Donald Trump won the presidency with a populist message and the support of working class voters. But, aside from Trump's staunch opposition to trade deals, little of his agenda is actually geared toward improving the lot of the people who embraced him.
His cabinet selections so far have been heavy on billionaires and Wall Street financiers. His tax cuts would disproportionately help the wealthy. And he wants to repeal the 2010 health care law that has provided medical coverage to 22 million Americans.
But Trump will soon have a chance to do something meaningful for working class voters ó something that would help millions of American workers beyond the 1,000 Carrier employees whose jobs had been slated to move from Indiana to Mexico before Team Trump intervened.
A new Labor Department rule would make 4.2 million more workers eligible for overtime pay. The rule had been set to take effect Dec. 1, but earlier this month a federal judge blocked its implementation. By appealing the ruling, or continuing a likely appeal from the Obama administration, Trump could demonstrate his concern for hard-working Americans.
As it stands now, only salaried workers earning less than $23,660 are guaranteed overtime pay when they put in more than 40 hours a week. People making more than that can be denied overtime by being designated as executive, administrative or professional employees.
If $23,660 seems like a laughably small amount to be designated as management, it is. For a family of four, it does not even reach the poverty line. The threshold has not changed since 1975, when 62% of salaried workers qualified for overtime. Today, only 7% do. And that number was even lower before 2004, when the Bush administration made some adjustments to the rule.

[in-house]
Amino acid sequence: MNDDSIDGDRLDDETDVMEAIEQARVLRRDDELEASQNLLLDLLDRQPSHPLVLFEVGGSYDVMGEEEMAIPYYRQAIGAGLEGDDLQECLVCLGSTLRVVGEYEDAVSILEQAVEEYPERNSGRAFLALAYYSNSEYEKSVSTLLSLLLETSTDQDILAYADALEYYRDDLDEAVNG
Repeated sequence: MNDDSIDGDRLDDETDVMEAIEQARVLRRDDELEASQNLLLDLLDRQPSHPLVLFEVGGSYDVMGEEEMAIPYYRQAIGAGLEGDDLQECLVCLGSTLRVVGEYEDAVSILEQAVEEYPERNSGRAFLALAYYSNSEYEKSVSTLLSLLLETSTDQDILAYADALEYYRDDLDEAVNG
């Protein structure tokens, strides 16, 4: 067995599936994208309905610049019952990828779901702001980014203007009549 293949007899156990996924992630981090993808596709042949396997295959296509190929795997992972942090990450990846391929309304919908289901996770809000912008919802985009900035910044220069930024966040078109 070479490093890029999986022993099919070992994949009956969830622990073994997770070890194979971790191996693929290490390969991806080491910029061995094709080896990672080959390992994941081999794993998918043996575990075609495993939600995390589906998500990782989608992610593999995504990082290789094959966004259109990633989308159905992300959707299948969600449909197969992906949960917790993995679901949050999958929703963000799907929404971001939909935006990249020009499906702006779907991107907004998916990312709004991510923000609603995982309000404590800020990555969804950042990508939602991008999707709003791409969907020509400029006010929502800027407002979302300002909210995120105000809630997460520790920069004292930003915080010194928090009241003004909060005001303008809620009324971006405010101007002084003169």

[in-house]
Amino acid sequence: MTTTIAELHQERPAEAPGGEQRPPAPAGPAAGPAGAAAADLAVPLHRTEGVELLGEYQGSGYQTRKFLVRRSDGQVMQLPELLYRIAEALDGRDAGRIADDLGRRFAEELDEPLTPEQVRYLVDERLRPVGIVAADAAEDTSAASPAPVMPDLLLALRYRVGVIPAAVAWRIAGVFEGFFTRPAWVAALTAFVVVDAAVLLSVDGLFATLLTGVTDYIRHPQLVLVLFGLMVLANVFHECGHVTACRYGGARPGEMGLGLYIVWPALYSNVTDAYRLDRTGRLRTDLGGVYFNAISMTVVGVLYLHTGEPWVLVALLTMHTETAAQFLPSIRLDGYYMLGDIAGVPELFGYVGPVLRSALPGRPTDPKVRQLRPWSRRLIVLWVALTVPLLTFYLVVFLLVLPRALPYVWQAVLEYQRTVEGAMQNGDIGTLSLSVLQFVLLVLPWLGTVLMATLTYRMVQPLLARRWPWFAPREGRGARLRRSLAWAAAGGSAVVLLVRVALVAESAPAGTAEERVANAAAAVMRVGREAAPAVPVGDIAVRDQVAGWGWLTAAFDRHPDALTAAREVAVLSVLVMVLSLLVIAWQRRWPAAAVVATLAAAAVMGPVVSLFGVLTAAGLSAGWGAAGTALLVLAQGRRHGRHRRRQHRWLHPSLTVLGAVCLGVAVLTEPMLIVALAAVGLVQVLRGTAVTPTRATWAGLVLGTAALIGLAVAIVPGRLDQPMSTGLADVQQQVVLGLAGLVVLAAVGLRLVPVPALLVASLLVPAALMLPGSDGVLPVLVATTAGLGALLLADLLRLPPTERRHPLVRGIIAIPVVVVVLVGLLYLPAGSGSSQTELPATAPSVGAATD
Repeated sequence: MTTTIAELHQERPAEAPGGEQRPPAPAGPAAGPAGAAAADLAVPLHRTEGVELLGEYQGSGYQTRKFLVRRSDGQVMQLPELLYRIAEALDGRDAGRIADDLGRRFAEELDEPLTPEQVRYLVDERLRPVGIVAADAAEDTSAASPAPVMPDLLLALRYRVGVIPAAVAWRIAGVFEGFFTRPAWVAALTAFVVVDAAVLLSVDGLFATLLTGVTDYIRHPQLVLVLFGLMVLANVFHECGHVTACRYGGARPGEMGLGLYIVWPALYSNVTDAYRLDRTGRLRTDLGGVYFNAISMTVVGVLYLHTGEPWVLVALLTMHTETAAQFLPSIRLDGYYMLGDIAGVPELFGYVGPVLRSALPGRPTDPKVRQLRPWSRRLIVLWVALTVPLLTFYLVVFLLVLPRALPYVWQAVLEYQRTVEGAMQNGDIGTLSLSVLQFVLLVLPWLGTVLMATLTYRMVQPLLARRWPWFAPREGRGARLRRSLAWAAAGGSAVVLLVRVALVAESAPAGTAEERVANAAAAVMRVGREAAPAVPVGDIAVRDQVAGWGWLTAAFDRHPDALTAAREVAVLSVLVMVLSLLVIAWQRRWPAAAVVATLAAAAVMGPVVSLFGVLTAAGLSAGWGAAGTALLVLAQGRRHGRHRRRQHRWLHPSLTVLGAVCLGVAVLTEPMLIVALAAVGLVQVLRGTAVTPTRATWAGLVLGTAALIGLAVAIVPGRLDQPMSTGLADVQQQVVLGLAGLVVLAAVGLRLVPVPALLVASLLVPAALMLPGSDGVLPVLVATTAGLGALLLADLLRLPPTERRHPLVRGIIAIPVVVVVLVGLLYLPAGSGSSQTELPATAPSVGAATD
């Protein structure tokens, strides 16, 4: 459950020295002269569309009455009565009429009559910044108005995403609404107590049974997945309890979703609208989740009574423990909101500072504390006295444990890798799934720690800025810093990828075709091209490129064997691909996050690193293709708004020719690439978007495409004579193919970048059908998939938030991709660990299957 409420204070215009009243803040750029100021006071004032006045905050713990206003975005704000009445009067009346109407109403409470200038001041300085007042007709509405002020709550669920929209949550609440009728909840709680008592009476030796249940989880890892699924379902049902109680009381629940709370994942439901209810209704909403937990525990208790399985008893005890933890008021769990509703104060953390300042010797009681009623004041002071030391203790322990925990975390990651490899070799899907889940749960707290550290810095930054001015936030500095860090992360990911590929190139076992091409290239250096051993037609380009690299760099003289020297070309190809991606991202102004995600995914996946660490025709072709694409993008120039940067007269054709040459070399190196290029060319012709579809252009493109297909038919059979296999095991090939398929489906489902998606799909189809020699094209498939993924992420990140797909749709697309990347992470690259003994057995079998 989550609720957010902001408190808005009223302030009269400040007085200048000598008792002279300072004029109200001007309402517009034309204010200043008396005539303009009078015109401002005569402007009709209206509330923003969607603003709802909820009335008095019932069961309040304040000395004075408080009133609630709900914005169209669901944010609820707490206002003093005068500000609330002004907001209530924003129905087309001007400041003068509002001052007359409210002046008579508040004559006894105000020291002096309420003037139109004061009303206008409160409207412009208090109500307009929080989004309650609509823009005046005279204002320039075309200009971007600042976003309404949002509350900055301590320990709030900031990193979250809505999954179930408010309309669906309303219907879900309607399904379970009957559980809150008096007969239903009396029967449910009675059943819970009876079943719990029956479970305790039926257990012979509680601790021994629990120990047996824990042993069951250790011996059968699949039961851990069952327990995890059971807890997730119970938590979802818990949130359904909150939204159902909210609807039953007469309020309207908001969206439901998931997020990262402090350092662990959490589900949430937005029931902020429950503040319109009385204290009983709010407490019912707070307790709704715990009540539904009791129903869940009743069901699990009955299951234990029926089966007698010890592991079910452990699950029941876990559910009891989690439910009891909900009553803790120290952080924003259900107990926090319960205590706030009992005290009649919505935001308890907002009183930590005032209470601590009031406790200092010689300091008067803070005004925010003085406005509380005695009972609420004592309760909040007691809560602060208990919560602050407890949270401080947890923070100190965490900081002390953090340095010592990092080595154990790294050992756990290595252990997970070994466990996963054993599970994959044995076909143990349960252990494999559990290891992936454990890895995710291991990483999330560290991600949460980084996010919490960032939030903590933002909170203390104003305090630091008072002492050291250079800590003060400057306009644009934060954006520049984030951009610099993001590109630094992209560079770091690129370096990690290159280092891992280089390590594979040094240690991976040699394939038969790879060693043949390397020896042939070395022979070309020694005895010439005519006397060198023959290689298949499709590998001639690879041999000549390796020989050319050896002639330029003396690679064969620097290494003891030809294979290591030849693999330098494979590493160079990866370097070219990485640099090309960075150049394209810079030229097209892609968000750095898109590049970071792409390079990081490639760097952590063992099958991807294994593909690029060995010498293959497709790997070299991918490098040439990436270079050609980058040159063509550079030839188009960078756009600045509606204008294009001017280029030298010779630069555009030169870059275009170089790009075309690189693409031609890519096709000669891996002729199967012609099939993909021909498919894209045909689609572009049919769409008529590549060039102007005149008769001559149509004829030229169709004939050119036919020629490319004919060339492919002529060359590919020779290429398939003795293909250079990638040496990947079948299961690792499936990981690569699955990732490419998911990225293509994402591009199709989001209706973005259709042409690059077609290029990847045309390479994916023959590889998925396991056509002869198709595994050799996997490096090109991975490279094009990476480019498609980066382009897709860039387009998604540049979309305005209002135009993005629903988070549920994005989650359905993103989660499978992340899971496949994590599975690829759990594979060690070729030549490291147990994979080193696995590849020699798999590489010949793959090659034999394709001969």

To combat the declining percentage of workers who qualify, the Obama administrationís Labor Department raised the figure to $47,476. At that level, 35% of salaried workers would qualify.
That seems like a fair level. The declining number of people collecting overtime pay beyond 40 hours is one reason why income inequality has grown so stark in recent years and middle-class wages have stagnated.
By pushing to defend the rule, or urging Congress to update the overtime laws if the rule is struck down in the courts, Trump could return to some of the populist themes he struck during the campaign.
In the judge's preliminary ruling, he suggested that the Fair Labor Standards Actdoes not give the Labor Department the authority to update the salary threshold to adjust for inflation and wage growth. But legal experts point to contradictions in his ruling and a legal precedent for the Labor Department to set pay thresholds.
For a president-elect who says he wants to cut regulations, supporting a labor regulation might seem counter-intuitive. Sooner or later, though, Trump will have to decide whether he is going to govern as a man of the people or a man of moneyed interests.